Jul 13, 2010

Deskers work harder - it's official

Good news for both employers and deskers: while employers are splashing out on posh new kit for their workerforce, making it ever more mobile, those newly mobilised workers are paying employers back by cramming in loads of extra hours. But, thankfully, the work-life balance is better for these 'teleworkers', despite the long hours.

A recent study by Citrix Online highlighted the pivotal role of technology in enabling flexible working practices, such as desking. Over half the businesses surveyed said they provided the technology to facilitate a virtual work environment.

Laptops or notebooks came out on top (77%), followed by smartphones (44%), as the devices most used. This means many employees no longer need to spend every day in the main office, making alternative work locations are a growing possibility.

Elsewhere, a report compiled by Brigham Young University found flexible working through technology enabled the average employee to put in a staggering 57 hours per week, without any interference in their personal life (or so it says here). This is significantly greater than the typical 38 hours achieved by those working in company offices.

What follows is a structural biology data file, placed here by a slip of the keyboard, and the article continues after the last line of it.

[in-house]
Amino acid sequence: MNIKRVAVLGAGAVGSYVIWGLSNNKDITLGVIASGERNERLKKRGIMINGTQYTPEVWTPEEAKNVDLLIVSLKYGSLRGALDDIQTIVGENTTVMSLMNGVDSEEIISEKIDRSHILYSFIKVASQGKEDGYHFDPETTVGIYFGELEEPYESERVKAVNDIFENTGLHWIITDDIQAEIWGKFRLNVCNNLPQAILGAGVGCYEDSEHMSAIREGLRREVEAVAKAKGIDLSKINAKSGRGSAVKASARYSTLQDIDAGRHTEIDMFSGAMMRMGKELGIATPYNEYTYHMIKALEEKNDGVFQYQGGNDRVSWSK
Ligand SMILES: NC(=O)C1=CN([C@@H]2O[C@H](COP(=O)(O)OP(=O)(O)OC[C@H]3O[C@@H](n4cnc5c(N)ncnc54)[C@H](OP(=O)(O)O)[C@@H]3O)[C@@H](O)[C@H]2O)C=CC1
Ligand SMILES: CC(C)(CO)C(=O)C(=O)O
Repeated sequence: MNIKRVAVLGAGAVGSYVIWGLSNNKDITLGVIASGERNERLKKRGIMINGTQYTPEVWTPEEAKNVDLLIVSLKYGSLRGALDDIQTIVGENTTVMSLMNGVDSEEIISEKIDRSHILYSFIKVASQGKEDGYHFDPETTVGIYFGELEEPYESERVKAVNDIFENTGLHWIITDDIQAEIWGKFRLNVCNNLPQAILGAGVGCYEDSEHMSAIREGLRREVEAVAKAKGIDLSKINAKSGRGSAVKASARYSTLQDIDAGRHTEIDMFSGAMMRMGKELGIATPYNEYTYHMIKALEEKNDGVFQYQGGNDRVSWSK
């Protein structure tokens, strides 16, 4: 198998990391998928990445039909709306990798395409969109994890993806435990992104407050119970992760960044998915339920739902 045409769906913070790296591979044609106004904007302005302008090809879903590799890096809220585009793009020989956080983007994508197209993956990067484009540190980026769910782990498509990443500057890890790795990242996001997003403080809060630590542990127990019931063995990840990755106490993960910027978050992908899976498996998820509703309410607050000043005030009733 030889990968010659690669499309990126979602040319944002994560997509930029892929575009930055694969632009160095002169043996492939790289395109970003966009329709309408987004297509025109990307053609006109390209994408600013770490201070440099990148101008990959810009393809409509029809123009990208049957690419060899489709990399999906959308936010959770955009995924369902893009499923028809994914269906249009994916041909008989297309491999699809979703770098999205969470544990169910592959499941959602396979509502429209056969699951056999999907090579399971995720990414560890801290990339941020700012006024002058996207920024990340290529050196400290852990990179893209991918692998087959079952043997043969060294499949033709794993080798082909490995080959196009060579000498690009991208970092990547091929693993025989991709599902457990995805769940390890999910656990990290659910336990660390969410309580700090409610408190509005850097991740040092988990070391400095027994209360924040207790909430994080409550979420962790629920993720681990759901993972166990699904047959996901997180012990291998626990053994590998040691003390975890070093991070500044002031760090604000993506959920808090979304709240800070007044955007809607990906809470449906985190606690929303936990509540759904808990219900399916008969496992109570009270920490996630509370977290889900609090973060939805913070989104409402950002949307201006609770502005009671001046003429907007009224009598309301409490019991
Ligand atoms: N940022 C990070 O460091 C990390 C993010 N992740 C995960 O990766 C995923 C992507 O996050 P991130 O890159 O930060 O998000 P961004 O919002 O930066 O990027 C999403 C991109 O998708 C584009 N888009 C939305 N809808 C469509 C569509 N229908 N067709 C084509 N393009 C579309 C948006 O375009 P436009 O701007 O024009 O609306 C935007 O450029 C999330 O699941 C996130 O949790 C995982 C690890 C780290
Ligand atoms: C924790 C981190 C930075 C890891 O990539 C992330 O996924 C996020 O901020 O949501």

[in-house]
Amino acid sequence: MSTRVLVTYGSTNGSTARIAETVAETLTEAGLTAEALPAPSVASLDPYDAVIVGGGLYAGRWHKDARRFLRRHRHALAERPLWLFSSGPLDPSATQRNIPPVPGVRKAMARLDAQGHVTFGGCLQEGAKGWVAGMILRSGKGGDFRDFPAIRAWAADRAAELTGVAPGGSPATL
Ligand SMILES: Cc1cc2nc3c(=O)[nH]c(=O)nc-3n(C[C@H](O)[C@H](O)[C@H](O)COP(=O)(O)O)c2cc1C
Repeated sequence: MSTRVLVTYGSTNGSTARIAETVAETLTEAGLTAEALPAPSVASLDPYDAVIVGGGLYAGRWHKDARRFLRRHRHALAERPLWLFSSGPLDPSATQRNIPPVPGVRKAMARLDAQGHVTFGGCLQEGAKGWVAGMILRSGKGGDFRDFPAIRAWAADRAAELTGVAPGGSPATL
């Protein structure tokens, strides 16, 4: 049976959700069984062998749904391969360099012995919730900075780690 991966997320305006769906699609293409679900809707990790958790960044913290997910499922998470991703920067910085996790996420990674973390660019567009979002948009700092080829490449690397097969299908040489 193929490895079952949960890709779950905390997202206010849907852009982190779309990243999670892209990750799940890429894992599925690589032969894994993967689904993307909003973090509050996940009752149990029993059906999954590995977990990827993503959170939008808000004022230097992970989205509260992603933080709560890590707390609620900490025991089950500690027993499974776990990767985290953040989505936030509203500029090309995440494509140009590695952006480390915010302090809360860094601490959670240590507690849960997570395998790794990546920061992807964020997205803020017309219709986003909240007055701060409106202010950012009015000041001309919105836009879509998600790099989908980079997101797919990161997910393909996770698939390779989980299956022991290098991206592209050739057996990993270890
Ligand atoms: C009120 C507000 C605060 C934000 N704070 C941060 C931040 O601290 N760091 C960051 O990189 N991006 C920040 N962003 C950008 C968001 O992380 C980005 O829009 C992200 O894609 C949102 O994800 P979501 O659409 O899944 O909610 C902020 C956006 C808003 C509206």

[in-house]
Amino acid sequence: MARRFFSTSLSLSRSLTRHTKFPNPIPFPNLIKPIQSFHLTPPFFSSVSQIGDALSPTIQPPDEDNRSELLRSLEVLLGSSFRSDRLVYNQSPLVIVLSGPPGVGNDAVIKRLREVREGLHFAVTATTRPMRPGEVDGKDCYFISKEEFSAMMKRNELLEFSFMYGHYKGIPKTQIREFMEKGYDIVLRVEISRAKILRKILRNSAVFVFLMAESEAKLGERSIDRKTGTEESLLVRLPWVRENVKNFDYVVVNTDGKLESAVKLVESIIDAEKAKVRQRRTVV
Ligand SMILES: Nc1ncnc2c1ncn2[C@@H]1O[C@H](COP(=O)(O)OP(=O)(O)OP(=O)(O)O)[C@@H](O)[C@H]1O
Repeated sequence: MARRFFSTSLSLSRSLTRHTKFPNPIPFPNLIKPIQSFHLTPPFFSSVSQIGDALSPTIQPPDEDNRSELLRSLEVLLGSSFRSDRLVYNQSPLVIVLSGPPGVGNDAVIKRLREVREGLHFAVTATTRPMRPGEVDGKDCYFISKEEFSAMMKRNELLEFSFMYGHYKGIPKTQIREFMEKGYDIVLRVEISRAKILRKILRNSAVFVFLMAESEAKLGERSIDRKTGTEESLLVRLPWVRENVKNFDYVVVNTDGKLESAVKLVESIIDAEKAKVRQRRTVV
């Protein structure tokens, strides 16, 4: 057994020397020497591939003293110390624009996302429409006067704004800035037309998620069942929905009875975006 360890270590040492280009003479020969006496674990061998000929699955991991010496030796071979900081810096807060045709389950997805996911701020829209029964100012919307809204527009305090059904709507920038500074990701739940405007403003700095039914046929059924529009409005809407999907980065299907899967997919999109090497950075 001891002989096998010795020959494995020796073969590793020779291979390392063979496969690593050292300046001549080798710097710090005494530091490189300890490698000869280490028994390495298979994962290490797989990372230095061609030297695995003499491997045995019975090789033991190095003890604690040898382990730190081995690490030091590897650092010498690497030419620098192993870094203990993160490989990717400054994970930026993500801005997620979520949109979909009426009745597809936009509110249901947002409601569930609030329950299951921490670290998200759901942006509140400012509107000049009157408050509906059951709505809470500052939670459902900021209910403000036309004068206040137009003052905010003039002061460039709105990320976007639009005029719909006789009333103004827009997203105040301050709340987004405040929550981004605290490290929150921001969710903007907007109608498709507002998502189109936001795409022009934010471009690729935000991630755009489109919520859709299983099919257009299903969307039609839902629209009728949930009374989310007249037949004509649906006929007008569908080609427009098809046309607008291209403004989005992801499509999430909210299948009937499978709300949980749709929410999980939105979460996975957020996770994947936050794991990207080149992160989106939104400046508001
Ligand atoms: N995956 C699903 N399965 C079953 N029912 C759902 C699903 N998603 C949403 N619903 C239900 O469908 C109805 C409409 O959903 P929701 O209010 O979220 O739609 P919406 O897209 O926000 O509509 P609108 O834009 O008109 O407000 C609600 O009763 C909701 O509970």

It's just another example of the advantages of flexible working practices, such as desk space rental. If employers give workers the freedom – and trust – to enter and leave their office space as they wish, plus their choice of desk location, they can get the most out of them.

It's no surprise to us a clear correlation has been found between happiness, flexible hours and productivity. There needs to be a shift from 'presenteeism' towards flexibility and mobility to ensure workers add value, not just hours. This can be achieved through greater investment in technology, creating a win-win situation for employers and employees alike.


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